Hi Sam, thank you so much for doing this interview with us! Tell us a little bit about yourself and how you became a horror writer.
Aside from some months of scattered adventure, I’ve always lived in the state of Washington (high school on the eastern border, college on the coast), and I now write for a newspaper right in the middle of the state. As for becoming a horror writer (as well as, say, a city government reporter), I’m definitely a genre-bender. Many of my horror stories are likely to have speculative elements as well, be it sci-fi or fantasy or both. That said, I read Stephen King’s On Writing before I hit puberty, and I think Richard Matheson is one of the best short story writers of all time. This is likely why many of my stories, no matter the genre, are experienced through a horror lens.
How did you know you wanted to write?
It was never really a decision. I remember writing, doodling, and stapling pages together when I was five, and I haven’t stopped since. It’s very meditative for me. I drop into a scene and suddenly time stops, and I’m not thinking about anything else. There are very few things I’ve experienced that have done that for me, so I keep coming back to it.
What books did you read as a child that inspired you to become an author?
Undeniably the works of Shel Silverstein and Jack Prelutsky inspired much of my early writing. As I grew up and thought consciously about style and craft, short, declarative sentences and minimalistic descriptions really caught on. Say, Ernest Hemingway, Richard Matheson (again) and Cormac McCarthy. For newswriting, too, you almost must write this way. So, it stuck.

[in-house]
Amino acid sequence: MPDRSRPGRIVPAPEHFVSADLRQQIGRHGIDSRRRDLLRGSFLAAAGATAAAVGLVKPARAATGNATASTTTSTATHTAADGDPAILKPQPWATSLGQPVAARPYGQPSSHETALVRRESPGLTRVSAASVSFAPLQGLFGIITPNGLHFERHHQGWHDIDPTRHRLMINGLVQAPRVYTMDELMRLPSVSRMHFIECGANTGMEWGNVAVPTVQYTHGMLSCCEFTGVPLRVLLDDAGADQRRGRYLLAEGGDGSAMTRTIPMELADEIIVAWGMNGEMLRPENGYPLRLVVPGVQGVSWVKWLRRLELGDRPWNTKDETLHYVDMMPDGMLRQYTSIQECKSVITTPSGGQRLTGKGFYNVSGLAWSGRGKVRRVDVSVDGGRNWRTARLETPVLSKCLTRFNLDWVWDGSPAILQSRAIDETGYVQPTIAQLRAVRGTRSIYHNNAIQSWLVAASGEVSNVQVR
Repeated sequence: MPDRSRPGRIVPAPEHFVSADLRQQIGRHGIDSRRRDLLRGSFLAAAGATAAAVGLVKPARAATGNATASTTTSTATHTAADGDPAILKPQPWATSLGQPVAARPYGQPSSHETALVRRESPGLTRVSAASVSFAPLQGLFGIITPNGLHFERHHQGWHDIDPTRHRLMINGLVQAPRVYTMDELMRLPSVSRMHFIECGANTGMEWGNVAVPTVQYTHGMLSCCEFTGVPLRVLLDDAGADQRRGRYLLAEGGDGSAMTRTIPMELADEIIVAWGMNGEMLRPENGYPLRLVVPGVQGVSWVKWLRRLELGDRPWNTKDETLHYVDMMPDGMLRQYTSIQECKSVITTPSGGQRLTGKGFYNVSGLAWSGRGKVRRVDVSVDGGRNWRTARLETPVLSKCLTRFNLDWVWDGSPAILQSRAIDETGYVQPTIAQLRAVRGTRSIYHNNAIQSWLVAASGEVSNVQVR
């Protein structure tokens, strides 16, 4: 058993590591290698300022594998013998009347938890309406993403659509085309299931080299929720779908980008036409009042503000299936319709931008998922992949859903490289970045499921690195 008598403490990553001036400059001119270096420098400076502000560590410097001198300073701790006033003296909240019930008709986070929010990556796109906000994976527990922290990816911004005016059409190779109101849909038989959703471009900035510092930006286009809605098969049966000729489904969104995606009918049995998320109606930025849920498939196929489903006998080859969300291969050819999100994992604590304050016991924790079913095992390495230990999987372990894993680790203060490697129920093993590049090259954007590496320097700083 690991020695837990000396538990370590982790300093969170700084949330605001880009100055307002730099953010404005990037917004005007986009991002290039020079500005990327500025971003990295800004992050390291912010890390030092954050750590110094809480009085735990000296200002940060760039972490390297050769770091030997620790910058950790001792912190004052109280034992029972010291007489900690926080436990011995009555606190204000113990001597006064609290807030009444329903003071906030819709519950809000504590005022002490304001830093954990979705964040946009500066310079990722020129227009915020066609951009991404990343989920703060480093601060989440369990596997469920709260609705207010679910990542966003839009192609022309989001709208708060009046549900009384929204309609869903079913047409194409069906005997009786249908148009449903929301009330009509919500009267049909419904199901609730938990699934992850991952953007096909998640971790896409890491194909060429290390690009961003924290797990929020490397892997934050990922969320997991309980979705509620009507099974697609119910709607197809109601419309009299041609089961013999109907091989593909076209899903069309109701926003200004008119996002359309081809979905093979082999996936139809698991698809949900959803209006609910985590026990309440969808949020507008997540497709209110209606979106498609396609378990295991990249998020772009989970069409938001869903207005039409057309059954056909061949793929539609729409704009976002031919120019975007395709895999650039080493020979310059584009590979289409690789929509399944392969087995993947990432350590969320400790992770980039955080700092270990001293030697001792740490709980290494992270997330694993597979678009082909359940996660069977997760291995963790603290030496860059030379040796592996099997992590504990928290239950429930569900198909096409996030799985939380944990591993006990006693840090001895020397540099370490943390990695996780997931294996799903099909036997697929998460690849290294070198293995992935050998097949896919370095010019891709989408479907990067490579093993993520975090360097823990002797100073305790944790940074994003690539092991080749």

Tell us about the first piece of writing you had published and how that impacted you?
My first published story was called “Numb,” about a wandering outcast who doesn’t understand why literally everyone around him keeps dying. It went to a small online magazine called Liquid Imagination. This was a landmark moment for sure, but it also sort of demystified the whole idea. I realized that “getting published” just means I’m going to read the story in a different place than my Word doc, and anyone with a Twitter account can publish anything. Now I’m more interested in the aesthetic of the publication and the community surrounding it.
Do you have any writing rituals?
Other than black coffee and daily persistence, not really. I’ve never been the type to take long breaks and then spend all night writing. I crack at it slowly, in fragments, every day. It’s meditation!
It’s almost cliche that authors live on black coffee and hard liquor. What are you drinking right now?
Oh god. Currently black coffee. And I’m hungover. Cringe.
Any advice for people who are considering becoming an author?
When I was going for my creative writing degree, I asked one of my professors if it’s better for writers to take small steps up a ladder or shoot for the stars until they eventually make it (only submit to publications like The New Yorker, for instance). She told me it doesn’t really matter how you do it, because most people eventually stop. It’s not about where you go or how you get there, it’s about going. Stick with it, and you’ll get somewhere. I’ve really taken that to heart. Writing itself must be the goal. Once it is, any goal surrounding falls into place much easier with time.